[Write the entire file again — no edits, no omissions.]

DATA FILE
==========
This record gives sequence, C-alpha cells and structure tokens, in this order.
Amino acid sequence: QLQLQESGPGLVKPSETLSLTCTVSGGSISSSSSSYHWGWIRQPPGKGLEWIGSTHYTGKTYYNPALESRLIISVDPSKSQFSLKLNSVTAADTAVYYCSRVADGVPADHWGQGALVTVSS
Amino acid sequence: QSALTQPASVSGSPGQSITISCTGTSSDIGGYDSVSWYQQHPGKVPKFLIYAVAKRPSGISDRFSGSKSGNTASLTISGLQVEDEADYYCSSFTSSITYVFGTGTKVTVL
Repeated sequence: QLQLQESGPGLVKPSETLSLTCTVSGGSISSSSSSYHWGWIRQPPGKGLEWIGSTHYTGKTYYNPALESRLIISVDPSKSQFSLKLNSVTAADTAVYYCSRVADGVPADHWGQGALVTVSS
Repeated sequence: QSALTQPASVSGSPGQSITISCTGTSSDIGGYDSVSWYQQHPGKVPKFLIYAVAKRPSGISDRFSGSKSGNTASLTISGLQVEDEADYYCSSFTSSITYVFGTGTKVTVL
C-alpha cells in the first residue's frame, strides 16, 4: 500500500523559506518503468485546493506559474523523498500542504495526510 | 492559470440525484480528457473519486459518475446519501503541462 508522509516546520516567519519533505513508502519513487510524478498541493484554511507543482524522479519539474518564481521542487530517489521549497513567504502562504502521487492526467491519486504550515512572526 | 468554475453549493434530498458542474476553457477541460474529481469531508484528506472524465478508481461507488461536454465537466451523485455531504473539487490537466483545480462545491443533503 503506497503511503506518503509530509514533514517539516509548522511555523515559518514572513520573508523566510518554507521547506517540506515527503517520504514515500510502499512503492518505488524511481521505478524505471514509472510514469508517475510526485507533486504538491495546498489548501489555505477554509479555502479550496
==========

This record gives sequence, C-alpha cells and structure tokens, in this order.
Amino acid sequence: QLQLQESGPGLVKPSETLSLTCTVSGGSISSSSSSYHWGWIRQPPGKGLEWIGSTHYTGKTYYNPALESRLIISVDPSKSQFSLKLNSVTAADTAVYYCSRVADGVPADHWGQGALVTVSS
Amino acid sequence: QSALTQPASVSGSPGQSITISCTGTSSDIGGYDSVSWYQQHPGKVPKFLIYAVAKRPSGISDRFSGSKSGNTASLTISGLQVEDEADYYCSSFTSSITYVFGTGTKVTVL
Repeated sequence: QLQLQESGPGLVKPSETLSLTCTVSGGSISSSSSSYHWGWIRQPPGKGLEWIGSTHYTGKTYYNPALESRLIISVDPSKSQFSLKLNSVTAADTAVYYCSRVADGVPADHWGQGALVTVSS
Repeated sequence: QSALTQPASVSGSPGQSITISCTGTSSDIGGYDSVSWYQQHPGKVPKFLIYAVAKRPSGISDRFSGSKSGNTASLTISGLQVEDEADYYCSSFTSSITYVFGTGTKVTVL
C-alpha cells in the first residue's frame, strides 16, 4: 500500500523559506518503468485546493506559474523523498500542504495526510 | 492559470440525484480528457473519486459518475446519501503541462 508522509516546520516567519519533505513508502519513487510524478498541493484554511507543482524522479519539474518564481521542487530517489521549497513567504502562504502521487492526467491519486504550515512572526 | 468554475453549493434530498458542474476553457477541460474529481469531508484528506472524465478508481461507488461536454465537466451523485455531504473539487490537466483545480462545491443533503 503506497503511503506518503509530509514533514517539516509548522511555523515559518514572513520573508523566510518554507521547506517540506515527503517520504514515500510502499512503492518505488524511481521505478524505471514509472510514469508517475510526485507533486504538491495546498489548501489555505477554509479555502479550496